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Cybersecurity Weekly: DOJ prioritizes ransomware, CODESYS flaws, Realtek bugs

June 7, 2021 by Sam Fay

The U.S. gives ransomware hacks similar priority as terrorism. Ten critical flaws were found in the CODESYS industrial automation software. Researchers warn of critical bugs affecting the Realtek Wi-Fi module. All this, and more, in this week’s edition of Cybersecurity Weekly.

 

1. U.S. to give ransomware hacks similar priority as terrorism

The U.S. Department of Justice is elevating investigations of ransomware attacks to a similar priority as terrorism in the wake of the Colonial Pipeline hack and mounting damage caused by cyber criminals. The DOJ guidance specifically refers to Colonial as an example of the growing threat that ransomware and digital extortion pose to the nation.
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2. Ten critical flaws found in CODESYS industrial automation software

Last week, cybersecurity researchers disclosed as many as ten critical vulnerabilities impacting CODESYS automation software that could be exploited to remote code execution on programmable logic controllers. To exploit the vulnerabilities, an attacker does not need a username or password — having network access to the industrial controller is enough.
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3. Researchers warn of critical bugs affecting Realtek Wi-Fi module

A new set of critical vulnerabilities was disclosed in the Realtek RTL8170C Wi-Fi module that an adversary could abuse to gain elevated privileges on a device and hijack wireless communications. Successful exploitation would lead to complete control of the Wi-Fi module and potential root access on the OS.
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4. Meat giant JBS now fully operational after ransomware attack

On May 31, JBS was forced to shut down production after REvil ransomware operators breached and encrypted some of its North American and Australian IT systems. The attack on JBS follows another major ransomware incident that forced Colonial Pipeline to shut down the largest US pipeline and pay a $5 million ransom.
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5. Microsoft Teams calls are getting end-to-end encryption in July

Microsoft Teams is getting better security and privacy next month with the addition of end-to-end encrypted 1:1 voice calls. While Microsoft Teams already encrypts data at rest and in transit, it allows administrators to configure automatic recording and transcription of voice calls.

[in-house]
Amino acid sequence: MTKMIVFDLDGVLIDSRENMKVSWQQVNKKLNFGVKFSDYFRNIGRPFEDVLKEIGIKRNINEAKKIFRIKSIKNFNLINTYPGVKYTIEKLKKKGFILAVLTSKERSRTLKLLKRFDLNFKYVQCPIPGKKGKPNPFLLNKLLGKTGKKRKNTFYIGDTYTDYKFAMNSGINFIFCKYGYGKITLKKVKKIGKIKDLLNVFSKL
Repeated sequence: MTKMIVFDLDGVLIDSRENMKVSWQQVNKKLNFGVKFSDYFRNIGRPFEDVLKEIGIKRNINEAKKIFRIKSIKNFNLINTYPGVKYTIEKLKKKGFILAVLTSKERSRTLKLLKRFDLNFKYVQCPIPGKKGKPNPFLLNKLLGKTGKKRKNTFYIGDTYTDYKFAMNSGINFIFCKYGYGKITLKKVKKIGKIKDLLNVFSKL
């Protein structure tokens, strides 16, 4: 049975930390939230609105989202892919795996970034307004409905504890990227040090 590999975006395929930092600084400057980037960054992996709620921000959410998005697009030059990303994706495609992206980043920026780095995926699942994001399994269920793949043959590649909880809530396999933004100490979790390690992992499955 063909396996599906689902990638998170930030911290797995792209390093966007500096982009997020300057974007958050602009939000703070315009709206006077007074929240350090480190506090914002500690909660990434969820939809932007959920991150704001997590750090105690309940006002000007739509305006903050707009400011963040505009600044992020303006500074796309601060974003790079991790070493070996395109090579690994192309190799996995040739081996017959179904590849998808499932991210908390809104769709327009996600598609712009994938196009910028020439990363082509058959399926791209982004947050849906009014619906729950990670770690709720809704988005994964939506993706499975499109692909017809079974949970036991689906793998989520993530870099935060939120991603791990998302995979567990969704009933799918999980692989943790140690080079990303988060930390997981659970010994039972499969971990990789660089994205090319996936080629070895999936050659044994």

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6. UF Health Florida hospitals back to pen and paper after cyberattack

Last week, UF Health The Villages Hospital and UF Health Leesburg Hospital suffered a cyberattack preventing access to computer systems and email. The hospital suspended access to some of their Central Florida systems, including email, and have implemented backup procedures as their IT team ensures that all data and networks are secure.
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7. Scripps Health notifies patients of data breach after ransomware attack

The Steamship Authority, Massachusetts’ largest ferry service, was hit by a ransomware attack on Wednesday which led to ticketing and reservation disruptions. In an update later in the week, the Steamship Authority said that it’s still working on restoring services, with trips already scheduled to operate without disruption.
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8. Massachusetts’ largest ferry service hit by ransomware attack

Bose confirmed that it experienced a data breach, having fallen victim to a ransomware attack in early March. Immediately upon discovering the attack on March 7, Bose initiated incident response protocols, activated its technical team to contain the incident, and hardened its defenses against unauthorized activity.
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9. FUJIFILM shuts down network after suspected ransomware attack

FujiFilm is investigating a ransomware attack and shut down portions of its network to prevent the attack’s spread. While FUJIFILM has not stated what ransomware group is responsible for the attack, Advanced Intel CEO Vitali Kremez announced that FUJIFILM was infected with the Qbot trojan last month.
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10. Threat actors hacked NYC MTA using Pulse Secure zero-day

Chinese-backed threat actors breached New York City’s Metropolitan Transportation Authority network in April using a Pulse Secure zero-day. Still, they failed to cause any data loss or gain access to systems controlling the transportation fleet. According to MTA’s Chief Technology Officer, the attackers couldn’t gain access to employee or customer information.
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Posted: June 7, 2021
Articles Author
Sam Fay
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